The Power of Words: How to Step into a New Truth

August 9, 2010

 If you want to step into a new truth, you must start talking about yourself differently. I recommend The Four Agreements by Miguel Ruiz to help you create a new truth.  Ruiz says that if you want that if you want to experience heaven on earth you must learn to keep the first agreement: Be impeccable with your word. Ruiz says that the first agreement is actually the most important of the four agreements and the most difficult to keep.

At first glance, keeping the first agreement didn’t so difficult to me.  I keep my commitments. I do what I say I’m going to do and I’m known to be honest and trustworthy, but according to Ruiz, the definition is much broader than keeping commitments and being trustworthy. Unbeknownst to me, I made an assumption about what it means to be impeccable.  I guess I’m not so good at the third agreement either. (The third agreement is never make an assumption.) By the way, the other agreements are: never make assumptions; never take anything personally; and always do your best. 

 Being impeccable, as I understand it now has three prongs: the way you speak about yourself, what you are willing to agree with, and the way you speak about others. Take for example, the silent conversation you have in your head every day.  When you mentally abuse yourself you say things to yourself like “you idiot…” or “You are making a fool of yourself…” or “What will everyone think

if I fail?”  You are not being impeccable because you are not acting in your best interests.

Another example is when you compare yourself. More often than not, the loser is you. “He has a bigger house,” or “She is a better at sales” and “They have a better family.”  In the silent conversation whether through discounting or comparisons, you betray yourself and act against your own best interests.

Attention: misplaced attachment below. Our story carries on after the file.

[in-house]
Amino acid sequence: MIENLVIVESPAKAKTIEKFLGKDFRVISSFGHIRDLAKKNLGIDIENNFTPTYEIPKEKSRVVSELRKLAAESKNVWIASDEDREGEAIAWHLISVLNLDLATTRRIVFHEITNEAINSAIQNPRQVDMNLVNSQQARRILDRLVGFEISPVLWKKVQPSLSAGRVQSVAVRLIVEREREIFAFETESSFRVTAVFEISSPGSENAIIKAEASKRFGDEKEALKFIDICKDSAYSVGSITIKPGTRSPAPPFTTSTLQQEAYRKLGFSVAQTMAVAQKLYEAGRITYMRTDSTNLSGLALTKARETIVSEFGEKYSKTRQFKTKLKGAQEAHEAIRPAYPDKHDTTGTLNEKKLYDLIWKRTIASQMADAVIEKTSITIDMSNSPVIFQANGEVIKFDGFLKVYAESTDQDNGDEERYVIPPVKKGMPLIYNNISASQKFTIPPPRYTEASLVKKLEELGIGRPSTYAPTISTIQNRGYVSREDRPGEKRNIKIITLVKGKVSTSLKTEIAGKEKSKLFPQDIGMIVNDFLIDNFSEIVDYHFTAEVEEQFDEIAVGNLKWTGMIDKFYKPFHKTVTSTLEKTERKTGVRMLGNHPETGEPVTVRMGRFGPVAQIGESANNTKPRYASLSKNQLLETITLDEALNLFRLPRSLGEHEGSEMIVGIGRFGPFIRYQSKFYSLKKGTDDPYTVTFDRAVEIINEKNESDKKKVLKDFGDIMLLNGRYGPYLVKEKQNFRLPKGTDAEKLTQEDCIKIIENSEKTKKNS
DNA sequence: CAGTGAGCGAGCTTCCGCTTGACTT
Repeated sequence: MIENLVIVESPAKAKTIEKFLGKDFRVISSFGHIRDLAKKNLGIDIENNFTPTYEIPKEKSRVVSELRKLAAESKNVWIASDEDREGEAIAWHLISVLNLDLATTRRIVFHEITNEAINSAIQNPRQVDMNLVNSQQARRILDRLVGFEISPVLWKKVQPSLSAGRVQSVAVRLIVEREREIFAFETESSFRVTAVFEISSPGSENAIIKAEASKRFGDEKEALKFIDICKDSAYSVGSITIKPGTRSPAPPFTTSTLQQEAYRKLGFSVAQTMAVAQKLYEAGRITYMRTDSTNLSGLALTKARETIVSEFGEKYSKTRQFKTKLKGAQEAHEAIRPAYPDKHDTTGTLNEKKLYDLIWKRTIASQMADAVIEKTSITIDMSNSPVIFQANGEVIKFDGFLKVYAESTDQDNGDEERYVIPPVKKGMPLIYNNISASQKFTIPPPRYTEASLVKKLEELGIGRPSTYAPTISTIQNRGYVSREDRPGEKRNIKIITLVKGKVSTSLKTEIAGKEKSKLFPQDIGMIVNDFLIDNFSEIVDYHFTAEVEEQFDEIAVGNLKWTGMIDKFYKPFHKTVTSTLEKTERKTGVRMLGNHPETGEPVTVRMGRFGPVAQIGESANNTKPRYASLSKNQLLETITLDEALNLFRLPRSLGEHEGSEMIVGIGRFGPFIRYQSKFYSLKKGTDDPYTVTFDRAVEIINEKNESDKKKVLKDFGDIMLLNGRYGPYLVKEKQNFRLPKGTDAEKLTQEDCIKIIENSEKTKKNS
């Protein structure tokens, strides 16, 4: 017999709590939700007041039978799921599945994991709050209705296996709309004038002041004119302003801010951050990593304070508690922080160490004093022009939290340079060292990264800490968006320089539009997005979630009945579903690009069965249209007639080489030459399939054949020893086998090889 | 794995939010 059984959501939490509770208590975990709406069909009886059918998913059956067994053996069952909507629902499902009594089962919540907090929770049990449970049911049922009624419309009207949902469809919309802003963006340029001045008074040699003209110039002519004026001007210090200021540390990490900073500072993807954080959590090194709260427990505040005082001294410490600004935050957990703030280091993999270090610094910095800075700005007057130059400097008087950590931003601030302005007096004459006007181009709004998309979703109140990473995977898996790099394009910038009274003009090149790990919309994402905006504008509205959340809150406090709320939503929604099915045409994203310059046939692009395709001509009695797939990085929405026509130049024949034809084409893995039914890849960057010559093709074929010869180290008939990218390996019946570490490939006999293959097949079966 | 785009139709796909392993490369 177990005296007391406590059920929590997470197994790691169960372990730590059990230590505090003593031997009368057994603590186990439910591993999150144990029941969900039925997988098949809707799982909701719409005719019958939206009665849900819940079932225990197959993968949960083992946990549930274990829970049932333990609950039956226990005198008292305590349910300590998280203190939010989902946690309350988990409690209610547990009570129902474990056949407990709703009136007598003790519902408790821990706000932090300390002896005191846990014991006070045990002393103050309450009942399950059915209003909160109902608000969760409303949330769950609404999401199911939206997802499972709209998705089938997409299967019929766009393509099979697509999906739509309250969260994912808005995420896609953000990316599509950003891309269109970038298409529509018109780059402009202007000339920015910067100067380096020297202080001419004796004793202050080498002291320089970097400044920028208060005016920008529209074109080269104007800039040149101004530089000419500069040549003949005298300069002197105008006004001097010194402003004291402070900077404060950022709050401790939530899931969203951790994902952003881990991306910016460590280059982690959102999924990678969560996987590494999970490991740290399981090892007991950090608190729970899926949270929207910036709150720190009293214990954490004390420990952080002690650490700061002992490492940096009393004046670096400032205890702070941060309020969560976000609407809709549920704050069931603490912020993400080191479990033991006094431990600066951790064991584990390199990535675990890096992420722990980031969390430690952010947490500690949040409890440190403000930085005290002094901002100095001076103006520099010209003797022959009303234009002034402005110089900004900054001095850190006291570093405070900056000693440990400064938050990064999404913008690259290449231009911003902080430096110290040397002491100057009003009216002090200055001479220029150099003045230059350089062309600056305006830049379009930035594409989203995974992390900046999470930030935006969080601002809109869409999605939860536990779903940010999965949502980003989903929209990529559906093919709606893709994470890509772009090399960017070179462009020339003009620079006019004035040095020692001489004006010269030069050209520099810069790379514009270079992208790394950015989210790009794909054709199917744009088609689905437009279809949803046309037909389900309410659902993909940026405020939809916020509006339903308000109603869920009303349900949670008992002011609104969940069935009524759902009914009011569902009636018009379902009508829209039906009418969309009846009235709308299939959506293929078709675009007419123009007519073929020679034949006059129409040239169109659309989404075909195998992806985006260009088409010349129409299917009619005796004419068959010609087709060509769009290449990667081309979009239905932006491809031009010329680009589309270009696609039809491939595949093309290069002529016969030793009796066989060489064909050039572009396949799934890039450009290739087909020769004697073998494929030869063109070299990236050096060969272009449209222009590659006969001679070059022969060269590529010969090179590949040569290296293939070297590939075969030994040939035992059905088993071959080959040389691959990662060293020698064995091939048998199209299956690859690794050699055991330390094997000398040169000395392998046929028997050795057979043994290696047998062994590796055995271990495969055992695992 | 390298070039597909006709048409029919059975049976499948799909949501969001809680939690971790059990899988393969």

So how do you make sure you become impeccable on this first prong? Shakespeare said it this way, “To thine own self be true…” However My friend Sue Janick said it another way when she recently won a Toastmasters speech contest:

We all remember 911 and we worry about terrorism in our nation.  We all want peace on earth, but most of us do not realize that every day we live amongst terrorists. The terrorist is the voice inside your own head that speaks to you daily and says things like, ‘you are so stupid…you are not worthy, or ‘you should have done this instead of that’ and ‘you will never be a success.”  

Here’s the trickiest prong of being impeccable: Don’t agree with someone else’s negative point of view. You can’t be impeccable with your word when you fall under the spell of believing someone else’s reality when it doesn’t serve your best interests. For example someone tells you your idea is no good and you believe them. Now instead of pursuing your idea or tweaking it to make it workable, you are under the spell of believing it is no good therefore you lose your passion.